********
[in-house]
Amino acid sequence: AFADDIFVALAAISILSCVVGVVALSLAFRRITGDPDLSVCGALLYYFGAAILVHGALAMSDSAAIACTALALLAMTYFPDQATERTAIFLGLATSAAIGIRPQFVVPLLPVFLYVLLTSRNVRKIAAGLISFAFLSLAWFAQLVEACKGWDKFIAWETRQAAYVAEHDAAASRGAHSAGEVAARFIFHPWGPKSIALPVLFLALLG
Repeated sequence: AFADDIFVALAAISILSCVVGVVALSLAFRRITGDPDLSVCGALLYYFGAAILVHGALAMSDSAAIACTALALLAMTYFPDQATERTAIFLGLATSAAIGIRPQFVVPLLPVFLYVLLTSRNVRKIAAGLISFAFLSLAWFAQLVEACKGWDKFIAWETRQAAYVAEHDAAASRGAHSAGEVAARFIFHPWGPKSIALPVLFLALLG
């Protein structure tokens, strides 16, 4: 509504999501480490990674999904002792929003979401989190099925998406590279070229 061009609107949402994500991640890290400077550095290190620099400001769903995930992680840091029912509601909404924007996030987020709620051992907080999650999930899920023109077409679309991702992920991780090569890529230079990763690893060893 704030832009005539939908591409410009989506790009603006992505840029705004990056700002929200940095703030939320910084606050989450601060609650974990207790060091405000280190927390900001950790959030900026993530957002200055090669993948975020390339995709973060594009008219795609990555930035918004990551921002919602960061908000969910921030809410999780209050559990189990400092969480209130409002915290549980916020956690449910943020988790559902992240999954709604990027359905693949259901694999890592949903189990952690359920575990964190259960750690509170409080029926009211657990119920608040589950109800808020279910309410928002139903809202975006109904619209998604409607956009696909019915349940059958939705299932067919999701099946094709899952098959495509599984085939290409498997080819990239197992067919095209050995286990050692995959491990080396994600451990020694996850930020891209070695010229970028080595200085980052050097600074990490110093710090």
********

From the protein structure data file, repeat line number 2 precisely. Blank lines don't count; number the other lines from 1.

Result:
Amino acid sequence: AFADDIFVALAAISILSCVVGVVALSLAFRRITGDPDLSVCGALLYYFGAAILVHGALAMSDSAAIACTALALLAMTYFPDQATERTAIFLGLATSAAIGIRPQFVVPLLPVFLYVLLTSRNVRKIAAGLISFAFLSLAWFAQLVEACKGWDKFIAWETRQAAYVAEHDAAASRGAHSAGEVAARFIFHPWGPKSIALPVLFLALLG